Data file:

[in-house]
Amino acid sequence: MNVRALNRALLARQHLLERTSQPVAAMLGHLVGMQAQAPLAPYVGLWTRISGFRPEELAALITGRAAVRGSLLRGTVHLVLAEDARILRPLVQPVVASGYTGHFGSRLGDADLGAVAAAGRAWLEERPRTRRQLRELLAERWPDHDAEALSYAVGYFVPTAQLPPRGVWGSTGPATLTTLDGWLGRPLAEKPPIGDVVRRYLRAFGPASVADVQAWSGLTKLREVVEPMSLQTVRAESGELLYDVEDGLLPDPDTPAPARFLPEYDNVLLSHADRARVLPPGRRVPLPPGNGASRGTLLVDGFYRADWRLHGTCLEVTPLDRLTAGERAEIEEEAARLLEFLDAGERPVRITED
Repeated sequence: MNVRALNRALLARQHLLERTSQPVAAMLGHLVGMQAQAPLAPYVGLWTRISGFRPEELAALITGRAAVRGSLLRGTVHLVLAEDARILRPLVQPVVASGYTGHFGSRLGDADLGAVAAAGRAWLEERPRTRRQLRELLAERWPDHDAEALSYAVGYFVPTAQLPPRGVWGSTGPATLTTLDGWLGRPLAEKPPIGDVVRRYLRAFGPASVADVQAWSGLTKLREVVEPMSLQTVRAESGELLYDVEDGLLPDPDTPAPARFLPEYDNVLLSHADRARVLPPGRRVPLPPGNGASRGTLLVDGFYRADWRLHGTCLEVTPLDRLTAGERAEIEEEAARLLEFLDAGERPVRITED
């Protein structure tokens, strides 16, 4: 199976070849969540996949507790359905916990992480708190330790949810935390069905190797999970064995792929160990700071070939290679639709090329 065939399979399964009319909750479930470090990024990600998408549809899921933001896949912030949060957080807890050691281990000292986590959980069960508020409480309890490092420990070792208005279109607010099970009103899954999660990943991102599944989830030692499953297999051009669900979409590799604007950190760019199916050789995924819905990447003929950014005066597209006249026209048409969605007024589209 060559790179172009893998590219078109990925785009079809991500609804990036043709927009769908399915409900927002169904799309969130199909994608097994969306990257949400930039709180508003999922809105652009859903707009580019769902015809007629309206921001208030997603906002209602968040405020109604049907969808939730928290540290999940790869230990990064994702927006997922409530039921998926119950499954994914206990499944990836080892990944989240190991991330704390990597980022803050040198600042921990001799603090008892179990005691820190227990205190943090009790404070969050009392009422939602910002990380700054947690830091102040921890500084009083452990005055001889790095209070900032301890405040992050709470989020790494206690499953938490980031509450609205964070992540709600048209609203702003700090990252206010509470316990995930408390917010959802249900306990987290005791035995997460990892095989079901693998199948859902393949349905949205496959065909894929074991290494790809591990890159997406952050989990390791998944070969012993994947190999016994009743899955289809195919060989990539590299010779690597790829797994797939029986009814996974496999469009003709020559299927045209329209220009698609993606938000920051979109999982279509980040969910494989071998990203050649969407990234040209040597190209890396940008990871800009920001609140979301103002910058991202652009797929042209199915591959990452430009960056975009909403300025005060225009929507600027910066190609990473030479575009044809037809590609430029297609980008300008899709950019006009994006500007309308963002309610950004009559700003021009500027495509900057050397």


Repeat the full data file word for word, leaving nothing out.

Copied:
[in-house]
Amino acid sequence: MNVRALNRALLARQHLLERTSQPVAAMLGHLVGMQAQAPLAPYVGLWTRISGFRPEELAALITGRAAVRGSLLRGTVHLVLAEDARILRPLVQPVVASGYTGHFGSRLGDADLGAVAAAGRAWLEERPRTRRQLRELLAERWPDHDAEALSYAVGYFVPTAQLPPRGVWGSTGPATLTTLDGWLGRPLAEKPPIGDVVRRYLRAFGPASVADVQAWSGLTKLREVVEPMSLQTVRAESGELLYDVEDGLLPDPDTPAPARFLPEYDNVLLSHADRARVLPPGRRVPLPPGNGASRGTLLVDGFYRADWRLHGTCLEVTPLDRLTAGERAEIEEEAARLLEFLDAGERPVRITED
Repeated sequence: MNVRALNRALLARQHLLERTSQPVAAMLGHLVGMQAQAPLAPYVGLWTRISGFRPEELAALITGRAAVRGSLLRGTVHLVLAEDARILRPLVQPVVASGYTGHFGSRLGDADLGAVAAAGRAWLEERPRTRRQLRELLAERWPDHDAEALSYAVGYFVPTAQLPPRGVWGSTGPATLTTLDGWLGRPLAEKPPIGDVVRRYLRAFGPASVADVQAWSGLTKLREVVEPMSLQTVRAESGELLYDVEDGLLPDPDTPAPARFLPEYDNVLLSHADRARVLPPGRRVPLPPGNGASRGTLLVDGFYRADWRLHGTCLEVTPLDRLTAGERAEIEEEAARLLEFLDAGERPVRITED
């Protein structure tokens, strides 16, 4: 199976070849969540996949507790359905916990992480708190330790949810935390069905190797999970064995792929160990700071070939290679639709090329 065939399979399964009319909750479930470090990024990600998408549809899921933001896949912030949060957080807890050691281990000292986590959980069960508020409480309890490092420990070792208005279109607010099970009103899954999660990943991102599944989830030692499953297999051009669900979409590799604007950190760019199916050789995924819905990447003929950014005066597209006249026209048409969605007024589209 060559790179172009893998590219078109990925785009079809991500609804990036043709927009769908399915409900927002169904799309969130199909994608097994969306990257949400930039709180508003999922809105652009859903707009580019769902015809007629309206921001208030997603906002209602968040405020109604049907969808939730928290540290999940790869230990990064994702927006997922409530039921998926119950499954994914206990499944990836080892990944989240190991991330704390990597980022803050040198600042921990001799603090008892179990005691820190227990205190943090009790404070969050009392009422939602910002990380700054947690830091102040921890500084009083452990005055001889790095209070900032301890405040992050709470989020790494206690499953938490980031509450609205964070992540709600048209609203702003700090990252206010509470316990995930408390917010959802249900306990987290005791035995997460990892095989079901693998199948859902393949349905949205496959065909894929074991290494790809591990890159997406952050989990390791998944070969012993994947190999016994009743899955289809195919060989990539590299010779690597790829797994797939029986009814996974496999469009003709020559299927045209329209220009698609993606938000920051979109999982279509980040969910494989071998990203050649969407990234040209040597190209890396940008990871800009920001609140979301103002910058991202652009797929042209199915591959990452430009960056975009909403300025005060225009929507600027910066190609990473030479575009044809037809590609430029297609980008300008899709950019006009994006500007309308963002309610950004009559700003021009500027495509900057050397």